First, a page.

This not only leads to all manner of delving into hidden corners they shouldn't, but the two gorgeous lassies begin to fall in love and Lynch happily has them diving into each other's respective love pockets.
A juicy, compelling sub-plot which wends its way into the lives of our heroines (and is, in fact mysteriously and inextricably linked to them), involves wunderkind film director Adam (Justin Theroux) who is being given thug-like orders by a raft of agents and executives - all of which seem closer to the edicts of gangsters. He's been clearly used to the business vagaries of the film industry, but his refusal to play ball seems to go deeper than usual as his life starts to spiral out of control. To restore normalcy, he is eventually forced to pay a visit in the deep night to one of Lynch's scariest incarnations, The Cowboy (Lafayette "Monty" Montgomery).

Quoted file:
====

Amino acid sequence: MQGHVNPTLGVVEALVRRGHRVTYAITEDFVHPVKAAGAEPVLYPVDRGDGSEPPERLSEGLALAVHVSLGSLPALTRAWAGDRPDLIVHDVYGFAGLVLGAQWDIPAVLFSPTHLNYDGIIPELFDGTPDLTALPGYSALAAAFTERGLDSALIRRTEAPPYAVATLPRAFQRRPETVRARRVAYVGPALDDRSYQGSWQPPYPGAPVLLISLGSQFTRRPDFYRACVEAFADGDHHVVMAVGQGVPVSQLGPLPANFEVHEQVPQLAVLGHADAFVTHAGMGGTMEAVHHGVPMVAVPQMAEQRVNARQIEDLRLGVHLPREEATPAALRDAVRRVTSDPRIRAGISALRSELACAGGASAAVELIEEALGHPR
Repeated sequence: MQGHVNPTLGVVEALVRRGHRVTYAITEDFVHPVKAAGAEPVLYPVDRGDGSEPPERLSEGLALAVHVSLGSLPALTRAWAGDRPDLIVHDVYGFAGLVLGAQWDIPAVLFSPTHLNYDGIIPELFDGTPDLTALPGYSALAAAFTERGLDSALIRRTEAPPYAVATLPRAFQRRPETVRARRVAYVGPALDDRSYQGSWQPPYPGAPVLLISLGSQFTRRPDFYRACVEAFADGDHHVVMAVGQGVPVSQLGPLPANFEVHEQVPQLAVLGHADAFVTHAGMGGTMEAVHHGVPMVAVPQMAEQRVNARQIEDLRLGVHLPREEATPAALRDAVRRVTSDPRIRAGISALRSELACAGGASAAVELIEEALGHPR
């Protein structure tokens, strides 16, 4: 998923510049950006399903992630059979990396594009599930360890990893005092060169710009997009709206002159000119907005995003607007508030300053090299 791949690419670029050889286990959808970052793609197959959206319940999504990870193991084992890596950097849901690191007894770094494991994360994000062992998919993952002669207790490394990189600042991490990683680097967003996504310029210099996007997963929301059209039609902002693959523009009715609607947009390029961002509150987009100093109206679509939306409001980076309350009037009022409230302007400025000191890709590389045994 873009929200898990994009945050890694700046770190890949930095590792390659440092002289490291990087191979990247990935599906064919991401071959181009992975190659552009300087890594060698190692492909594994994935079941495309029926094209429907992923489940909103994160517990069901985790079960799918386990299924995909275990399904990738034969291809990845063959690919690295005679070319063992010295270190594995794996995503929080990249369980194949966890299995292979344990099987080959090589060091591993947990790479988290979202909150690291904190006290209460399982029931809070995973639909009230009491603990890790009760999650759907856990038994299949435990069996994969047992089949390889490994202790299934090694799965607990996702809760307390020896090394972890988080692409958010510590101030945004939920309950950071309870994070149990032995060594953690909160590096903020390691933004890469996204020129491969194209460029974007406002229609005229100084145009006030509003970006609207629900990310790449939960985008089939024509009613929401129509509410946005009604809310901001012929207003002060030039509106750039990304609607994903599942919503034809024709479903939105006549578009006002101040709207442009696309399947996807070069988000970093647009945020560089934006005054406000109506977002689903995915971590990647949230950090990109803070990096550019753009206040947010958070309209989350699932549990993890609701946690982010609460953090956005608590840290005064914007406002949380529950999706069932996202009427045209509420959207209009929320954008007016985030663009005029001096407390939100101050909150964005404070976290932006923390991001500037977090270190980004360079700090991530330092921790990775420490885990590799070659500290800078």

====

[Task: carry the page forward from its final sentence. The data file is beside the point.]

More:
Betty's ascension to stardom seems to be getting more than a few helping hands. At one audition, she plays a love scene with Jimmy Katz (Chad Everett) a cheesy soap opera actor. The assembled slime bags for the audition appear to fetishize the love scene to creepy extremes, but Betty seems naively oblivious to the weirdness of it all. Deep french kissing with Chad Everett (no less) might well have been every gal's dream come true in his TV-star heydays of the 60s/70s, but it seems almost irredeemably sickening here.